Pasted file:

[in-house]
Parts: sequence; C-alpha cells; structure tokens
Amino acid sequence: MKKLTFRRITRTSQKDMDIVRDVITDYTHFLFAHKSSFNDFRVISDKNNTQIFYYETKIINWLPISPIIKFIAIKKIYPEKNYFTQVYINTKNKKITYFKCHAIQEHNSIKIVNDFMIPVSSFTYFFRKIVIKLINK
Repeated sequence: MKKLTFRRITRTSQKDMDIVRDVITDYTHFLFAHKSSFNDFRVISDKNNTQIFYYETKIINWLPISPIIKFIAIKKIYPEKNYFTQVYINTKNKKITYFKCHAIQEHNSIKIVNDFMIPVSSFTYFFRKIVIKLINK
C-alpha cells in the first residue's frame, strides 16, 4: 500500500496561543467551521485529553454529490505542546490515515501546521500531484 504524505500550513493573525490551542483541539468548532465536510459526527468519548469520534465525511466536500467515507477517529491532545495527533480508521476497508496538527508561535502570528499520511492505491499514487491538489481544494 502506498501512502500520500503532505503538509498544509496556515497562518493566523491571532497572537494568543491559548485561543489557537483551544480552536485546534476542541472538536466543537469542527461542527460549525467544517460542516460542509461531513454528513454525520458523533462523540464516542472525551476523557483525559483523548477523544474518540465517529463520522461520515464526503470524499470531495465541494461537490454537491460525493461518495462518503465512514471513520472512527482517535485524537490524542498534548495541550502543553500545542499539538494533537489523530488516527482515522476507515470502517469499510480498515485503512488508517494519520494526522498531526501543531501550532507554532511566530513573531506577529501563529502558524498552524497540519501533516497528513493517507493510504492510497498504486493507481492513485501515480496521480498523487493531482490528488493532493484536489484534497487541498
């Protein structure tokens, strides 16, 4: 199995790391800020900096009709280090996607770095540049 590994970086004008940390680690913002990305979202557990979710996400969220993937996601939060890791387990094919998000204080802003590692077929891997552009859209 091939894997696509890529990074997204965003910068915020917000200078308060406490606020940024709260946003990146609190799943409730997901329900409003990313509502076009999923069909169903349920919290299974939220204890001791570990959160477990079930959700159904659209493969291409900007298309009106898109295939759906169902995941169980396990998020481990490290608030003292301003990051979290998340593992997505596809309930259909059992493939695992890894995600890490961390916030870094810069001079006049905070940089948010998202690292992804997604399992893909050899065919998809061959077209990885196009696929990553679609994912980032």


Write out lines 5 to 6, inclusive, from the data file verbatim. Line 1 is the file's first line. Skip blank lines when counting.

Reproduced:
C-alpha cells in the first residue's frame, strides 16, 4: 500500500496561543467551521485529553454529490505542546490515515501546521500531484 504524505500550513493573525490551542483541539468548532465536510459526527468519548469520534465525511466536500467515507477517529491532545495527533480508521476497508496538527508561535502570528499520511492505491499514487491538489481544494 502506498501512502500520500503532505503538509498544509496556515497562518493566523491571532497572537494568543491559548485561543489557537483551544480552536485546534476542541472538536466543537469542527461542527460549525467544517460542516460542509461531513454528513454525520458523533462523540464516542472525551476523557483525559483523548477523544474518540465517529463520522461520515464526503470524499470531495465541494461537490454537491460525493461518495462518503465512514471513520472512527482517535485524537490524542498534548495541550502543553500545542499539538494533537489523530488516527482515522476507515470502517469499510480498515485503512488508517494519520494526522498531526501543531501550532507554532511566530513573531506577529501563529502558524498552524497540519501533516497528513493517507493510504492510497498504486493507481492513485501515480496521480498523487493531482490528488493532493484536489484534497487541498
């Protein structure tokens, strides 16, 4: 199995790391800020900096009709280090996607770095540049 590994970086004008940390680690913002990305979202557990979710996400969220993937996601939060890791387990094919998000204080802003590692077929891997552009859209 091939894997696509890529990074997204965003910068915020917000200078308060406490606020940024709260946003990146609190799943409730997901329900409003990313509502076009999923069909169903349920919290299974939220204890001791570990959160477990079930959700159904659209493969291409900007298309009106898109295939759906169902995941169980396990998020481990490290608030003292301003990051979290998340593992997505596809309930259909059992493939695992890894995600890490961390916030870094810069001079006049905070940089948010998202690292992804997604399992893909050899065919998809061959077209990885196009696929990553679609994912980032």